By Emily Eveland
By Sarah Stanley-Ayre
By CP Staff
By Zach McCormick
By Jack Spencer
By Sarah Stanley-Ayre
By Rob van Alstyne
By Zach McCormick
Max Gremillion has been active in bands for his entire adult life, but remained purposely slow in making his own music heard. With sporadic gigs with a rotating band and a rarely updated Bandcamp page, his alluring alt-country work as Better Bones flew under the radar. That time in hiding comes to an end this month with the release of the 25-year-old's debut EP, American Love Story, a five-song collection of insidiously catchy and lightly twangy folk-pop reminiscent of Ryan Adams at his early-2000s best.
Whether seeking love atop gently lolling melodies on "The Long Way Home" or ruing adolescent romance gone awry on the epic ballad "When You're Young," Gremillion's pristine tenor is on point and his band in sync throughout. Chatting by phone with City Pages from Austin, Texas, on the first night of SXSW, Gremillion spoke of transitioning from life as a sideman, the impact of growing up in the tiny town of Mora, and why he's purposely taken his time building Better Bones.
City Pages: You've made music as a sideman in a lot of different contexts before [alongside Lizzo in Larva Ink, and other projects] but none of it sounds like Better Bones. Why did you home in on this particular sound?
BETTER BONESplay their EP release show with opening act Lott and headliner Fort Wilson Riot on Friday, March 28, at Icehouse; 612-276-6523
Max Gremillion: I got my start right out of high school as a hired-gun guitarist for Christian pop-rock bands and from there tried my hand at pretty much everything. I spent some time on the road with major-label acts like Rocket to the Moon. All those experiences were great, but underneath it all I was always feeling the need to do my own thing. Better Bones really came about from stepping back for a bit and realizing I was tired of putting my musical dreams into someone else's hands. Once I did start writing my own stuff, it pretty much just poured out from the heart. I was a bit shocked myself at how different the music ended up being from the projects I had worked on in the past.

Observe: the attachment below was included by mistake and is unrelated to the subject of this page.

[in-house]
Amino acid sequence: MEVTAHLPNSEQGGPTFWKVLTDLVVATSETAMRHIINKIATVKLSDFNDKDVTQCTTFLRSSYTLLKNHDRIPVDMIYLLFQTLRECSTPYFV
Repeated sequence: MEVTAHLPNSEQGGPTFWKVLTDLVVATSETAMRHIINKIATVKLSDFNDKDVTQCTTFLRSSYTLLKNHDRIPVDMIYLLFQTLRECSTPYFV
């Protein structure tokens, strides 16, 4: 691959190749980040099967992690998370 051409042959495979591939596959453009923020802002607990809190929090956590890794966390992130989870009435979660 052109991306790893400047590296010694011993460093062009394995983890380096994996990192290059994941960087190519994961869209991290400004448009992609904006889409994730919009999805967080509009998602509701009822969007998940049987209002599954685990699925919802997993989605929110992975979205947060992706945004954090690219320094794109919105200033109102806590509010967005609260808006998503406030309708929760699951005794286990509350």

CP: The songs on your debut EP were actually recorded back in the fall of 2011. What took them so long to see the light of day?
MG: I'm a big believer in energy and vibe and I just wasn't ready yet. We were playing some cool shows here and there, and people in the local scene were gradually finding out about us, but I didn't feel like rushing into anything. I'm glad we took the time as a band to sort of find our right chemistry and figure out all the little nuances of the sound before making an official release. Right now the band is where it needs to be and it's a good time to share it with the world. I'm going to be recording a full-length toward the end of the summer and there are still some hints of the sound from the EP, but it's already growing in different directions.
CP: It sounds like even though this project started as a solo songwriting vehicle, Better Bones becoming a real band is something that's been very important to you [the CD release show will feature a seven-piece band].
MG: I'm in a very close-knit group of musicians and we all help each other out and play with each other. Right now I'm in three groups: I play drums in Danny Morrison and the 2 for 1's, lead guitar in My My Misfire, and then do Better Bones. For the EP I brought in as many talented friends as I could and just let them add their own vibe to the songs without directing too much. I wouldn't have it any other way.
CP: Where you grew up in Mora [pop. approx. 3,500, 80 minutes north of the Cities] I imagine the music scene wasn't quite as active.
MG: It's a different thing altogether. I was actually born in Shreveport, Louisiana, and then we moved up to the Twin Cities when I was 5. My parents divorced and my dad went back down to Louisiana. I was just an angry kid getting suspended from school all the time so my mom decided to pack us up and move to Mora when I was 10, where my Dad's parents actually lived.
It was definitely a rough transition to suddenly be surrounded by kids who were all into hunting, and I definitely hated it at first. In hindsight it ended up being really great for me. Though I don't really have a relationship with church anymore the religious setting there was where I got started making music, and some of the morals I learned there have stuck with me. The music too, growing up riding the bus to school there the country music station was on all day every day. I remember hating it so much — but over time I grew to appreciate it [laughs].